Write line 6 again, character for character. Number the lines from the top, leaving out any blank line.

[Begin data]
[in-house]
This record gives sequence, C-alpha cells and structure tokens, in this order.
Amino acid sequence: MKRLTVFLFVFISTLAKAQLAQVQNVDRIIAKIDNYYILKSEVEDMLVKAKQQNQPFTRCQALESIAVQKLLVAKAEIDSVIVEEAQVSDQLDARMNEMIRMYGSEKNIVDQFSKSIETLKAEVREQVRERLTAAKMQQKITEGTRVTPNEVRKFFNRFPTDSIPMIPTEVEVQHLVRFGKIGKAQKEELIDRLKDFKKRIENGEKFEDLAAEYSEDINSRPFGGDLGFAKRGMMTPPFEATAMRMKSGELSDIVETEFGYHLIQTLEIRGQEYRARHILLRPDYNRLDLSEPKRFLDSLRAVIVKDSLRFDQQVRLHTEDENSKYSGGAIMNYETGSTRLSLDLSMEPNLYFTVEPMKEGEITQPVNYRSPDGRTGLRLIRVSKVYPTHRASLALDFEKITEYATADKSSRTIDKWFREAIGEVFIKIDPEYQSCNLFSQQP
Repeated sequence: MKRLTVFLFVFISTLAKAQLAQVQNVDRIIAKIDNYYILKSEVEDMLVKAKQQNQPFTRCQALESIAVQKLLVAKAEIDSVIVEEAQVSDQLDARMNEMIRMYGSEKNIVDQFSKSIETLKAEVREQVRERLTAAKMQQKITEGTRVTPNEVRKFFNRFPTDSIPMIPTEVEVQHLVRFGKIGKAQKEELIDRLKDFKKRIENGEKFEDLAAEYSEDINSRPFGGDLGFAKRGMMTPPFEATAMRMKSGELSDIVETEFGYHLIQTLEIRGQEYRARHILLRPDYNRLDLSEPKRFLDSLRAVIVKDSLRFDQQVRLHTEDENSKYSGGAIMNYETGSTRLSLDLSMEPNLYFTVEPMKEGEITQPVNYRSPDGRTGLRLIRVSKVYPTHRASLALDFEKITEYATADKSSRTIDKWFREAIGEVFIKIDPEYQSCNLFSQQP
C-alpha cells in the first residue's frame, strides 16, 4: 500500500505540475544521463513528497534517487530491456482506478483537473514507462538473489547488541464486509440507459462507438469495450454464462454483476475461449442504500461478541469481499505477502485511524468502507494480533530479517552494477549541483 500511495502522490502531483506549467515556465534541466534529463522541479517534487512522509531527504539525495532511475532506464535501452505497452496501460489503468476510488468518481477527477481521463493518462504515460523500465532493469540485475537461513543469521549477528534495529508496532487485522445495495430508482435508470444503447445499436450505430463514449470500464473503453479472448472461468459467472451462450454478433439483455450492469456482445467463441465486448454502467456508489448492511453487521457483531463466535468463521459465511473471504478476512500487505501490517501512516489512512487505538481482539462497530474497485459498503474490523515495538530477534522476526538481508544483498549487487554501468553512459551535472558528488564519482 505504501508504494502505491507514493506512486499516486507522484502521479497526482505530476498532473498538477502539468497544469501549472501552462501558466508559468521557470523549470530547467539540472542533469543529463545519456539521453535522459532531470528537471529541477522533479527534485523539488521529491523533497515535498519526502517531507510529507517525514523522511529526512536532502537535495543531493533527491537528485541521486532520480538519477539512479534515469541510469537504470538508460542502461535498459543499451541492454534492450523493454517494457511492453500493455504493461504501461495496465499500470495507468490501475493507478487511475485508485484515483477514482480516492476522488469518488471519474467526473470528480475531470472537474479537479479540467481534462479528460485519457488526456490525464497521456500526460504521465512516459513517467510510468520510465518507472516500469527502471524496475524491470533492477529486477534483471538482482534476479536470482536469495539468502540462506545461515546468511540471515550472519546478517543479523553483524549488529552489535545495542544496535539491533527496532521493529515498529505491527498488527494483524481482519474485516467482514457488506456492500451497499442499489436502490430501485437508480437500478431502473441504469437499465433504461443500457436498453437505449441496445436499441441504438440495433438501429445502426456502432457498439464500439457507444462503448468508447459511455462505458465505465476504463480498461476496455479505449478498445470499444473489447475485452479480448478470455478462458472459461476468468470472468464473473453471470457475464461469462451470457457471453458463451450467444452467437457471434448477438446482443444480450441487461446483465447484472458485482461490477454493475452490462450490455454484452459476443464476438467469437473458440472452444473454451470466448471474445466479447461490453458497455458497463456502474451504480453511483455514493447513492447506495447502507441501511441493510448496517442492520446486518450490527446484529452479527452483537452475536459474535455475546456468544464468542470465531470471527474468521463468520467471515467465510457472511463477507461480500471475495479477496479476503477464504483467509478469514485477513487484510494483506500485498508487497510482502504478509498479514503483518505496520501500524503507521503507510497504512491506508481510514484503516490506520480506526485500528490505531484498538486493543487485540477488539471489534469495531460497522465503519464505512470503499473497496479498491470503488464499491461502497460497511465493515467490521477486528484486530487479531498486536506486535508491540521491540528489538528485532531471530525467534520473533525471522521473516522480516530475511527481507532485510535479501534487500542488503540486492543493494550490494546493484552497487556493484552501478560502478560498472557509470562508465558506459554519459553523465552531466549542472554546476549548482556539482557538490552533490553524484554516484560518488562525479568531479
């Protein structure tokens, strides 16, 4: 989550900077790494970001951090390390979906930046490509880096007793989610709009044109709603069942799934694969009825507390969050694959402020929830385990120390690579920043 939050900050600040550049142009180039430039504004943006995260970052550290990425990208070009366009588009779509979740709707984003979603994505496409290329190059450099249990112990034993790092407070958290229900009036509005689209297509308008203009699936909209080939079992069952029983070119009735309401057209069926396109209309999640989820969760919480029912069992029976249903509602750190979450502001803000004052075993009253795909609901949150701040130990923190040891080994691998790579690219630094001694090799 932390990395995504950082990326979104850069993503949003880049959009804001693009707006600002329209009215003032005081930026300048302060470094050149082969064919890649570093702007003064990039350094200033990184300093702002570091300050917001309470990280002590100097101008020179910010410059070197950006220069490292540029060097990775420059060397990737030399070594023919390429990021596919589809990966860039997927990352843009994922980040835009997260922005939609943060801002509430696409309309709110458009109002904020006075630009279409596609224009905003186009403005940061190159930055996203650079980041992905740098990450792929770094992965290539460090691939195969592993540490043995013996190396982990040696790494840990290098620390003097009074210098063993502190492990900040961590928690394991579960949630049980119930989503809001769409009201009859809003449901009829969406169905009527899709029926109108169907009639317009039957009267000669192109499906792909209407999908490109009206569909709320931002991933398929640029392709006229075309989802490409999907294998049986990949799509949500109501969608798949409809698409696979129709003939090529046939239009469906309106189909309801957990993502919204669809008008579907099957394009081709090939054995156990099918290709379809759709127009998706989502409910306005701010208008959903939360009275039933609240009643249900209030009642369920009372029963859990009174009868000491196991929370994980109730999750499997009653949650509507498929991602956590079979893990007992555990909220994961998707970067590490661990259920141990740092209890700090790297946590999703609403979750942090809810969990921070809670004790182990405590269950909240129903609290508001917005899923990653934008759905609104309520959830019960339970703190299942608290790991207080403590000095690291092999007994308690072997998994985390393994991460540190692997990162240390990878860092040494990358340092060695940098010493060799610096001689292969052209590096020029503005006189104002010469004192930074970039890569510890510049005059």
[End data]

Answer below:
């Protein structure tokens, strides 16, 4: 989550900077790494970001951090390390979906930046490509880096007793989610709009044109709603069942799934694969009825507390969050694959402020929830385990120390690579920043 939050900050600040550049142009180039430039504004943006995260970052550290990425990208070009366009588009779509979740709707984003979603994505496409290329190059450099249990112990034993790092407070958290229900009036509005689209297509308008203009699936909209080939079992069952029983070119009735309401057209069926396109209309999640989820969760919480029912069992029976249903509602750190979450502001803000004052075993009253795909609901949150701040130990923190040891080994691998790579690219630094001694090799 932390990395995504950082990326979104850069993503949003880049959009804001693009707006600002329209009215003032005081930026300048302060470094050149082969064919890649570093702007003064990039350094200033990184300093702002570091300050917001309470990280002590100097101008020179910010410059070197950006220069490292540029060097990775420059060397990737030399070594023919390429990021596919589809990966860039997927990352843009994922980040835009997260922005939609943060801002509430696409309309709110458009109002904020006075630009279409596609224009905003186009403005940061190159930055996203650079980041992905740098990450792929770094992965290539460090691939195969592993540490043995013996190396982990040696790494840990290098620390003097009074210098063993502190492990900040961590928690394991579960949630049980119930989503809001769409009201009859809003449901009829969406169905009527899709029926109108169907009639317009039957009267000669192109499906792909209407999908490109009206569909709320931002991933398929640029392709006229075309989802490409999907294998049986990949799509949500109501969608798949409809698409696979129709003939090529046939239009469906309106189909309801957990993502919204669809008008579907099957394009081709090939054995156990099918290709379809759709127009998706989502409910306005701010208008959903939360009275039933609240009643249900209030009642369920009372029963859990009174009868000491196991929370994980109730999750499997009653949650509507498929991602956590079979893990007992555990909220994961998707970067590490661990259920141990740092209890700090790297946590999703609403979750942090809810969990921070809670004790182990405590269950909240129903609290508001917005899923990653934008759905609104309520959830019960339970703190299942608290790991207080403590000095690291092999007994308690072997998994985390393994991460540190692997990162240390990878860092040494990358340092060695940098010493060799610096001689292969052209590096020029503005006189104002010469004192930074970039890569510890510049005059």